Leo writes minimalist tips from daily life that is easy to relate to. Thanks to quotes in his posts I got chance to meet Thich Nhat Hanh, a Buddhist monk who helped to restore peace between the USA and Vietnam...
...and recently I've finished reading his book Peace Is Every Step: The Path of Mindfulness in Everyday Life. What was it about?
Btw, Leo also writes little books. If there is one I enjoyed the most, it's The Little Book of Contentment. Not because it's free and short, but because it helped me to focus on my inner passion and my own meaning and fears that were stopping me.
I really enjoyed reading Peace is Every Step and it gave me a broader view of conflicts around me as well as deeper understanding of my inner conflicts and ways to enjoy the way I am. Without judging myself against past or future and other, yet acting with more loving kindness and courage to overcome past fears and failures.
Instead of a random summary, I'll leave you to absorb a handful of quotes that really resonated with me.
We know how to sacrifice ten years for a diploma, and we are willing to work very hard to get a job, a car, a house, and so on. But we have difficulty remembering that we are alive in the present moment, the only moment there is for us to be.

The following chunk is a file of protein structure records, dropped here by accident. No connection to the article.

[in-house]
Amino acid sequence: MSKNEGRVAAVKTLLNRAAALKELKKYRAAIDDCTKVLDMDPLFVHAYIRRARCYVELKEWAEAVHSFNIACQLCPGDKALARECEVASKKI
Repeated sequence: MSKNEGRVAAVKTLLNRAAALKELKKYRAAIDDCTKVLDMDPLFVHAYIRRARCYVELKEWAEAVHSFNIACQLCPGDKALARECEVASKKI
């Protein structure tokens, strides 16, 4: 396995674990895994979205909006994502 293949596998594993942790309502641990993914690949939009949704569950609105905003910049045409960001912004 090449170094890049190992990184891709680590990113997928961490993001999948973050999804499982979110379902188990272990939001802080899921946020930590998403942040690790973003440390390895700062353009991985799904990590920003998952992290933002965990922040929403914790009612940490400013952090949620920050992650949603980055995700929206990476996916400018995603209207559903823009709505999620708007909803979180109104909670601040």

When I hold a bowl of rice or a piece of bread, I know that I am fortunate, and I feel compassion for all those who have no food to eat and are without friends or family. This is a very deep practice.
The foundation of happiness is mindfulness. The basic condition for being happy is our consciousness of being happy. If we are not aware that we are happy, we are not really happy.
Enlightenment, peace, and joy will not be granted by someone else.
There is no way to peace, peace is the way.
Mindful observation is based on the principle of "non- duality": our feeling is not separate from us or caused merely by something outside us; our feeling is us, and for the moment we are that feeling. We are neither drowned in nor terrorized by the feeling, nor do we reject it. Our attitude of not clinging to or rejecting our feelings is the attitude of letting go, an important part.
When we have something irregular in our body, too often they advise us to have an operation. The same seems to be true in psychotherapy. Therapists want to help us throw out what is unwanted and keep only what is wanted. But what is left may not be very much. If we try to throw away what we don't want, we may throw away most of ourselves.
We do not need surgery to remove our anger. If we become angry at our anger, we will have two angers at the same time. We only have to observe it with love and attention.
A teacher has to give birth to the teacher within his student, and a psychotherapist has to give birth to the psychotherapist within his patient.
His dishonesty and hatefulness may be real, imaginary, or exaggerated, but, in fact, the root of the problem is the anger itself, and we have to come back and look first of all inside ourselves. It is best if we do not listen to or look at the person whom we consider to be the cause of our anger. Like a fireman, we have to pour water on the blaze first and not waste time looking for the one who set the house on fire.